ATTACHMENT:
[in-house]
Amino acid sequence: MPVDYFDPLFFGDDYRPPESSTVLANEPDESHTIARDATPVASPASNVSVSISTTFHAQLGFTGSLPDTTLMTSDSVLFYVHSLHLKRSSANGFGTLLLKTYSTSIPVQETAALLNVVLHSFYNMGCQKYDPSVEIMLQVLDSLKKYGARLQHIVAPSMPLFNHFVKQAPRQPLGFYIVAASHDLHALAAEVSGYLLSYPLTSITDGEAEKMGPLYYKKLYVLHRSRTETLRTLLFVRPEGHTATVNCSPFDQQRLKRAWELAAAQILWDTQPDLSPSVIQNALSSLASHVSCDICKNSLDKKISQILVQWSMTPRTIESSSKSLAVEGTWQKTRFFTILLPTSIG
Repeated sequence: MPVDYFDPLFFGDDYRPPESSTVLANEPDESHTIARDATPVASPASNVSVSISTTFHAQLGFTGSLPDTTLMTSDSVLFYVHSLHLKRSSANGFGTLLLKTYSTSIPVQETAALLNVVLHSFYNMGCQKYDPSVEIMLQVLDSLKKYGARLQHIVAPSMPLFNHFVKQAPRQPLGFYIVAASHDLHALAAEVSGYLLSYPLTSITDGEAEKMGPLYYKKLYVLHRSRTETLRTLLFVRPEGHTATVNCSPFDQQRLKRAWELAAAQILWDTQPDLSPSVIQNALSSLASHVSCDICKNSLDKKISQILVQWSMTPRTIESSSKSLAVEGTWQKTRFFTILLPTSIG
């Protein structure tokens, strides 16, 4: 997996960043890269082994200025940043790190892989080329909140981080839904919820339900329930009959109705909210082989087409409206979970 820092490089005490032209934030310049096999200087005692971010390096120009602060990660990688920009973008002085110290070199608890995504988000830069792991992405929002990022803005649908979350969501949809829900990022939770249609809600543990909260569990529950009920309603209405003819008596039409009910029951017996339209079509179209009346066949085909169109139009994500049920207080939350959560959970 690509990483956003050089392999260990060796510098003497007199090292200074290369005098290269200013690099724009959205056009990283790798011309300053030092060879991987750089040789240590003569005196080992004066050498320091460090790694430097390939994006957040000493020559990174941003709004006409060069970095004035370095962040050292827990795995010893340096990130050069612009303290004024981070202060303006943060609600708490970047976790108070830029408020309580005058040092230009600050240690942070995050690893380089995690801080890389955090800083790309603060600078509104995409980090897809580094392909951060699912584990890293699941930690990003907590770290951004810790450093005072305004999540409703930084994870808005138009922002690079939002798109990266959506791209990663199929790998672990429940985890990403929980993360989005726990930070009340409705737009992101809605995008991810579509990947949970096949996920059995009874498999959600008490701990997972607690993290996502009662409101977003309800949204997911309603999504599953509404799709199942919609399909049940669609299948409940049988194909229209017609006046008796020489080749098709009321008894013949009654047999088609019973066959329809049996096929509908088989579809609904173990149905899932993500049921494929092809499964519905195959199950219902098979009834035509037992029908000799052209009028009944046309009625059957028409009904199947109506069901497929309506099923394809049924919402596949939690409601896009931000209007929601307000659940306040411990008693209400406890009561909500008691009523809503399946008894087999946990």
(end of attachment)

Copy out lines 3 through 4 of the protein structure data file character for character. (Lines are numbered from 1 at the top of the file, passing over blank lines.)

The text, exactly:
Repeated sequence: MPVDYFDPLFFGDDYRPPESSTVLANEPDESHTIARDATPVASPASNVSVSISTTFHAQLGFTGSLPDTTLMTSDSVLFYVHSLHLKRSSANGFGTLLLKTYSTSIPVQETAALLNVVLHSFYNMGCQKYDPSVEIMLQVLDSLKKYGARLQHIVAPSMPLFNHFVKQAPRQPLGFYIVAASHDLHALAAEVSGYLLSYPLTSITDGEAEKMGPLYYKKLYVLHRSRTETLRTLLFVRPEGHTATVNCSPFDQQRLKRAWELAAAQILWDTQPDLSPSVIQNALSSLASHVSCDICKNSLDKKISQILVQWSMTPRTIESSSKSLAVEGTWQKTRFFTILLPTSIG
């Protein structure tokens, strides 16, 4: 997996960043890269082994200025940043790190892989080329909140981080839904919820339900329930009959109705909210082989087409409206979970 820092490089005490032209934030310049096999200087005692971010390096120009602060990660990688920009973008002085110290070199608890995504988000830069792991992405929002990022803005649908979350969501949809829900990022939770249609809600543990909260569990529950009920309603209405003819008596039409009910029951017996339209079509179209009346066949085909169109139009994500049920207080939350959560959970 690509990483956003050089392999260990060796510098003497007199090292200074290369005098290269200013690099724009959205056009990283790798011309300053030092060879991987750089040789240590003569005196080992004066050498320091460090790694430097390939994006957040000493020559990174941003709004006409060069970095004035370095962040050292827990795995010893340096990130050069612009303290004024981070202060303006943060609600708490970047976790108070830029408020309580005058040092230009600050240690942070995050690893380089995690801080890389955090800083790309603060600078509104995409980090897809580094392909951060699912584990890293699941930690990003907590770290951004810790450093005072305004999540409703930084994870808005138009922002690079939002798109990266959506791209990663199929790998672990429940985890990403929980993360989005726990930070009340409705737009992101809605995008991810579509990947949970096949996920059995009874498999959600008490701990997972607690993290996502009662409101977003309800949204997911309603999504599953509404799709199942919609399909049940669609299948409940049988194909229209017609006046008796020489080749098709009321008894013949009654047999088609019973066959329809049996096929509908088989579809609904173990149905899932993500049921494929092809499964519905195959199950219902098979009834035509037992029908000799052209009028009944046309009625059957028409009904199947109506069901497929309506099923394809049924919402596949939690409601896009931000209007929601307000659940306040411990008693209400406890009561909500008691009523809503399946008894087999946990």